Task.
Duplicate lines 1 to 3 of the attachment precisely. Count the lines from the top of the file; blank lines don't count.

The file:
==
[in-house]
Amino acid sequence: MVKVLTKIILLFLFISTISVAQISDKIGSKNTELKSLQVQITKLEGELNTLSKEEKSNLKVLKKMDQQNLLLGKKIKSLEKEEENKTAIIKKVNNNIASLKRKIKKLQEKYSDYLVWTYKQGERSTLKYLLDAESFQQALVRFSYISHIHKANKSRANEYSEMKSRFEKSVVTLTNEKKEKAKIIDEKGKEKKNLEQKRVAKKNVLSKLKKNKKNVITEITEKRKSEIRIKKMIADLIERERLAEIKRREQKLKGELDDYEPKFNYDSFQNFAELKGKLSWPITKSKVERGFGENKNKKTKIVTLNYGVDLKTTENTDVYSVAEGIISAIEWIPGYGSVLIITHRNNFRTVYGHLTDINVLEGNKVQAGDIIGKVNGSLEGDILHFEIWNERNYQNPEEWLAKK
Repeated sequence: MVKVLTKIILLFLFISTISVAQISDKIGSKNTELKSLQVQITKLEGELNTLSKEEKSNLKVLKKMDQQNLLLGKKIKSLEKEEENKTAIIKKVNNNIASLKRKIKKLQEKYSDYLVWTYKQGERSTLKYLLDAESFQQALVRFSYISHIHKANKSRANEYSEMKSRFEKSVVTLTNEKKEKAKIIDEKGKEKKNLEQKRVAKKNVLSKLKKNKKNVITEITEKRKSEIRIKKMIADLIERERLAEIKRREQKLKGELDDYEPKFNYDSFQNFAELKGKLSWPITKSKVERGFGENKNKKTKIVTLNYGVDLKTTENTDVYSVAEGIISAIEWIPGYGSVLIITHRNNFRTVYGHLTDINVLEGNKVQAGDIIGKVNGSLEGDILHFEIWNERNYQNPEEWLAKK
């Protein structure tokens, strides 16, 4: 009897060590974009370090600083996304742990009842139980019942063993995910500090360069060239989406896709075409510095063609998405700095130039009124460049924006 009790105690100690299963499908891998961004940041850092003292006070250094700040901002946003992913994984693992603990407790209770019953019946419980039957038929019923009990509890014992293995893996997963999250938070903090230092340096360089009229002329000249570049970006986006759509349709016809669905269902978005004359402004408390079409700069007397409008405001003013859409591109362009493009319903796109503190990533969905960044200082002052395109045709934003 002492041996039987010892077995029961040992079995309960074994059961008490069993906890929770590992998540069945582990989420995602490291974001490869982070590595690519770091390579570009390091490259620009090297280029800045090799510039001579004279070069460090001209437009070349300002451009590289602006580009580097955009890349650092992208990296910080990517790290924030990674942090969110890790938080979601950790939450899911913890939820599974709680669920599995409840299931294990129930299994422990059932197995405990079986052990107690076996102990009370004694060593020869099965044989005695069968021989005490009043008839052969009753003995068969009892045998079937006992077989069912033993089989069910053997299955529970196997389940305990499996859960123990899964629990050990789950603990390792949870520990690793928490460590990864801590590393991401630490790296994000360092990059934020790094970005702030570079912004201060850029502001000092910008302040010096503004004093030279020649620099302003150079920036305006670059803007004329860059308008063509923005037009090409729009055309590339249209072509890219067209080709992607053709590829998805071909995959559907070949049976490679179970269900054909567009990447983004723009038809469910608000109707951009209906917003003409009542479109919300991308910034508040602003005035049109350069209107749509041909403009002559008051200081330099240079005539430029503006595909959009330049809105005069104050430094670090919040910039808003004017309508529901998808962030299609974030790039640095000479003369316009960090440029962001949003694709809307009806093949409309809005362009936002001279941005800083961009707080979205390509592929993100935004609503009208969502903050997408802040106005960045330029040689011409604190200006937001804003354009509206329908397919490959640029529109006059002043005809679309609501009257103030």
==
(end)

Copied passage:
[in-house]
Amino acid sequence: MVKVLTKIILLFLFISTISVAQISDKIGSKNTELKSLQVQITKLEGELNTLSKEEKSNLKVLKKMDQQNLLLGKKIKSLEKEEENKTAIIKKVNNNIASLKRKIKKLQEKYSDYLVWTYKQGERSTLKYLLDAESFQQALVRFSYISHIHKANKSRANEYSEMKSRFEKSVVTLTNEKKEKAKIIDEKGKEKKNLEQKRVAKKNVLSKLKKNKKNVITEITEKRKSEIRIKKMIADLIERERLAEIKRREQKLKGELDDYEPKFNYDSFQNFAELKGKLSWPITKSKVERGFGENKNKKTKIVTLNYGVDLKTTENTDVYSVAEGIISAIEWIPGYGSVLIITHRNNFRTVYGHLTDINVLEGNKVQAGDIIGKVNGSLEGDILHFEIWNERNYQNPEEWLAKK
Repeated sequence: MVKVLTKIILLFLFISTISVAQISDKIGSKNTELKSLQVQITKLEGELNTLSKEEKSNLKVLKKMDQQNLLLGKKIKSLEKEEENKTAIIKKVNNNIASLKRKIKKLQEKYSDYLVWTYKQGERSTLKYLLDAESFQQALVRFSYISHIHKANKSRANEYSEMKSRFEKSVVTLTNEKKEKAKIIDEKGKEKKNLEQKRVAKKNVLSKLKKNKKNVITEITEKRKSEIRIKKMIADLIERERLAEIKRREQKLKGELDDYEPKFNYDSFQNFAELKGKLSWPITKSKVERGFGENKNKKTKIVTLNYGVDLKTTENTDVYSVAEGIISAIEWIPGYGSVLIITHRNNFRTVYGHLTDINVLEGNKVQAGDIIGKVNGSLEGDILHFEIWNERNYQNPEEWLAKK